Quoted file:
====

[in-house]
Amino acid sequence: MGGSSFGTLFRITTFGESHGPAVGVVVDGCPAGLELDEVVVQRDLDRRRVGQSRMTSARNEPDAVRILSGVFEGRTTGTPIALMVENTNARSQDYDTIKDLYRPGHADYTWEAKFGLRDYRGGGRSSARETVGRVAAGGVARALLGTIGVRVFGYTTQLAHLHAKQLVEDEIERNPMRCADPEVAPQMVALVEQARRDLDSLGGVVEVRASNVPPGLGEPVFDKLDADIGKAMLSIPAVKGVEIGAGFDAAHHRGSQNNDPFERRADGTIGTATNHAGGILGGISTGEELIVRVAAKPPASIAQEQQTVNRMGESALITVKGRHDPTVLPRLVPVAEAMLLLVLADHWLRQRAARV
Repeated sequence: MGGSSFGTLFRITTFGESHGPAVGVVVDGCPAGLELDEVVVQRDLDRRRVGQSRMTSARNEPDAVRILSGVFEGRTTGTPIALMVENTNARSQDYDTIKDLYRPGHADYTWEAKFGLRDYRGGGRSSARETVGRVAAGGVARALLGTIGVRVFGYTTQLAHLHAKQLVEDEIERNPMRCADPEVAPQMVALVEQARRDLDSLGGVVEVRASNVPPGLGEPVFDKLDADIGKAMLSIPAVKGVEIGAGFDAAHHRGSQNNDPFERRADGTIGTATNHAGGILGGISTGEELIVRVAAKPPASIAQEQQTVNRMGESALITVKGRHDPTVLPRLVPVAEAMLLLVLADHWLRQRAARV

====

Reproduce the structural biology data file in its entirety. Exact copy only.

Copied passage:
[in-house]
Amino acid sequence: MGGSSFGTLFRITTFGESHGPAVGVVVDGCPAGLELDEVVVQRDLDRRRVGQSRMTSARNEPDAVRILSGVFEGRTTGTPIALMVENTNARSQDYDTIKDLYRPGHADYTWEAKFGLRDYRGGGRSSARETVGRVAAGGVARALLGTIGVRVFGYTTQLAHLHAKQLVEDEIERNPMRCADPEVAPQMVALVEQARRDLDSLGGVVEVRASNVPPGLGEPVFDKLDADIGKAMLSIPAVKGVEIGAGFDAAHHRGSQNNDPFERRADGTIGTATNHAGGILGGISTGEELIVRVAAKPPASIAQEQQTVNRMGESALITVKGRHDPTVLPRLVPVAEAMLLLVLADHWLRQRAARV
Repeated sequence: MGGSSFGTLFRITTFGESHGPAVGVVVDGCPAGLELDEVVVQRDLDRRRVGQSRMTSARNEPDAVRILSGVFEGRTTGTPIALMVENTNARSQDYDTIKDLYRPGHADYTWEAKFGLRDYRGGGRSSARETVGRVAAGGVARALLGTIGVRVFGYTTQLAHLHAKQLVEDEIERNPMRCADPEVAPQMVALVEQARRDLDSLGGVVEVRASNVPPGLGEPVFDKLDADIGKAMLSIPAVKGVEIGAGFDAAHHRGSQNNDPFERRADGTIGTATNHAGGILGGISTGEELIVRVAAKPPASIAQEQQTVNRMGESALITVKGRHDPTVLPRLVPVAEAMLLLVLADHWLRQRAARV